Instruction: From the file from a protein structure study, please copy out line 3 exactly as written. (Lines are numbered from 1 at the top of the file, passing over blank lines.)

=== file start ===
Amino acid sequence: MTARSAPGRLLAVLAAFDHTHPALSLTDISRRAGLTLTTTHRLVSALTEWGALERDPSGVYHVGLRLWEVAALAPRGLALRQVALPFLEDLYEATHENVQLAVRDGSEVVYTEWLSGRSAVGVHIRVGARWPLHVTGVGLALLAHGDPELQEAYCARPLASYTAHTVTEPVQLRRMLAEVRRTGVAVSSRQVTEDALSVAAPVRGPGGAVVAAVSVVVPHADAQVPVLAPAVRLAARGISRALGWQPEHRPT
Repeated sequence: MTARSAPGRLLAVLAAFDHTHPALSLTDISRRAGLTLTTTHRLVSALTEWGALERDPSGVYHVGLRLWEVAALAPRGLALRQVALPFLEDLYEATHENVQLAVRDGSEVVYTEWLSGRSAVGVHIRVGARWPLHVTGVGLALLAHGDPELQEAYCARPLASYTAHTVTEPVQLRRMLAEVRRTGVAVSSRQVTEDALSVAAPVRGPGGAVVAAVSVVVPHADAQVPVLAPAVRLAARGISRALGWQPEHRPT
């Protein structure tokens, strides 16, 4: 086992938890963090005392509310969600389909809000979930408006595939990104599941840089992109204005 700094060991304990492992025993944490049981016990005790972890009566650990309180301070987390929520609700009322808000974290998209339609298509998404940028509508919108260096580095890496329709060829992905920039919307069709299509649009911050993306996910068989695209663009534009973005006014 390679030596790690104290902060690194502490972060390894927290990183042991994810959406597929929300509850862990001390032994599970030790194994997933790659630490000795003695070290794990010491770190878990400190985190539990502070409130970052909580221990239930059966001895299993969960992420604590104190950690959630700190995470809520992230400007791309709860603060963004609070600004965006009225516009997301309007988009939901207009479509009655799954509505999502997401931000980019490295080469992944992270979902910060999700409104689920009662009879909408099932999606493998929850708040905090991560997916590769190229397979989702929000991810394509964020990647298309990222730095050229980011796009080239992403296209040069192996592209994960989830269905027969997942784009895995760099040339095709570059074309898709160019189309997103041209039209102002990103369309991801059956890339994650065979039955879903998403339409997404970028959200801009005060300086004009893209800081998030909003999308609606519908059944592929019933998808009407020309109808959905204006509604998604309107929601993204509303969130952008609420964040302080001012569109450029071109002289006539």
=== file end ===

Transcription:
């Protein structure tokens, strides 16, 4: 086992938890963090005392509310969600389909809000979930408006595939990104599941840089992109204005 700094060991304990492992025993944490049981016990005790972890009566650990309180301070987390929520609700009322808000974290998209339609298509998404940028509508919108260096580095890496329709060829992905920039919307069709299509649009911050993306996910068989695209663009534009973005006014 390679030596790690104290902060690194502490972060390894927290990183042991994810959406597929929300509850862990001390032994599970030790194994997933790659630490000795003695070290794990010491770190878990400190985190539990502070409130970052909580221990239930059966001895299993969960992420604590104190950690959630700190995470809520992230400007791309709860603060963004609070600004965006009225516009997301309007988009939901207009479509009655799954509505999502997401931000980019490295080469992944992270979902910060999700409104689920009662009879909408099932999606493998929850708040905090991560997916590769190229397979989702929000991810394509964020990647298309990222730095050229980011796009080239992403296209040069192996592209994960989830269905027969997942784009895995760099040339095709570059074309898709160019189309997103041209039209102002990103369309991801059956890339994650065979039955879903998403339409997404970028959200801009005060300086004009893209800081998030909003999308609606519908059944592929019933998808009407020309109808959905204006509604998604309107929601993204509303969130952008609420964040302080001012569109450029071109002289006539």